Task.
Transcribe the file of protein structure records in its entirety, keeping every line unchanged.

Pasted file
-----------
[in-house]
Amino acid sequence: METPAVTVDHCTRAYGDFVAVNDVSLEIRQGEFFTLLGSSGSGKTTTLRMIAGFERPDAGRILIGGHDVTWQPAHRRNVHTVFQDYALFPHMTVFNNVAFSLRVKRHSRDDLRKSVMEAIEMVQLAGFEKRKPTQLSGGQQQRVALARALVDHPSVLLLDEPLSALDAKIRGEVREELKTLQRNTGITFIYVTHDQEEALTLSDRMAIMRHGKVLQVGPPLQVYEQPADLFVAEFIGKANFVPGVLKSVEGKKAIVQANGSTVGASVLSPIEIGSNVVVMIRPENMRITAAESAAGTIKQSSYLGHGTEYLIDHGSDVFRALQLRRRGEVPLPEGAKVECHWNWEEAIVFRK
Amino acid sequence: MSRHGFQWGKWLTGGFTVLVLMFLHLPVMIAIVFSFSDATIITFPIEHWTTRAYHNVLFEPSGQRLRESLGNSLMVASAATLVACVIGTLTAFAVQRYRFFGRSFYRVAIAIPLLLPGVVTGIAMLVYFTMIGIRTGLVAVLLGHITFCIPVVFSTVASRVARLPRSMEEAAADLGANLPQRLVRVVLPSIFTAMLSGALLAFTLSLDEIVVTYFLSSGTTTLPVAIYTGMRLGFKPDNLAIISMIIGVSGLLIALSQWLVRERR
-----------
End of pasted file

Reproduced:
[in-house]
Amino acid sequence: METPAVTVDHCTRAYGDFVAVNDVSLEIRQGEFFTLLGSSGSGKTTTLRMIAGFERPDAGRILIGGHDVTWQPAHRRNVHTVFQDYALFPHMTVFNNVAFSLRVKRHSRDDLRKSVMEAIEMVQLAGFEKRKPTQLSGGQQQRVALARALVDHPSVLLLDEPLSALDAKIRGEVREELKTLQRNTGITFIYVTHDQEEALTLSDRMAIMRHGKVLQVGPPLQVYEQPADLFVAEFIGKANFVPGVLKSVEGKKAIVQANGSTVGASVLSPIEIGSNVVVMIRPENMRITAAESAAGTIKQSSYLGHGTEYLIDHGSDVFRALQLRRRGEVPLPEGAKVECHWNWEEAIVFRK
Amino acid sequence: MSRHGFQWGKWLTGGFTVLVLMFLHLPVMIAIVFSFSDATIITFPIEHWTTRAYHNVLFEPSGQRLRESLGNSLMVASAATLVACVIGTLTAFAVQRYRFFGRSFYRVAIAIPLLLPGVVTGIAMLVYFTMIGIRTGLVAVLLGHITFCIPVVFSTVASRVARLPRSMEEAAADLGANLPQRLVRVVLPSIFTAMLSGALLAFTLSLDEIVVTYFLSSGTTTLPVAIYTGMRLGFKPDNLAIISMIIGVSGLLIALSQWLVRERR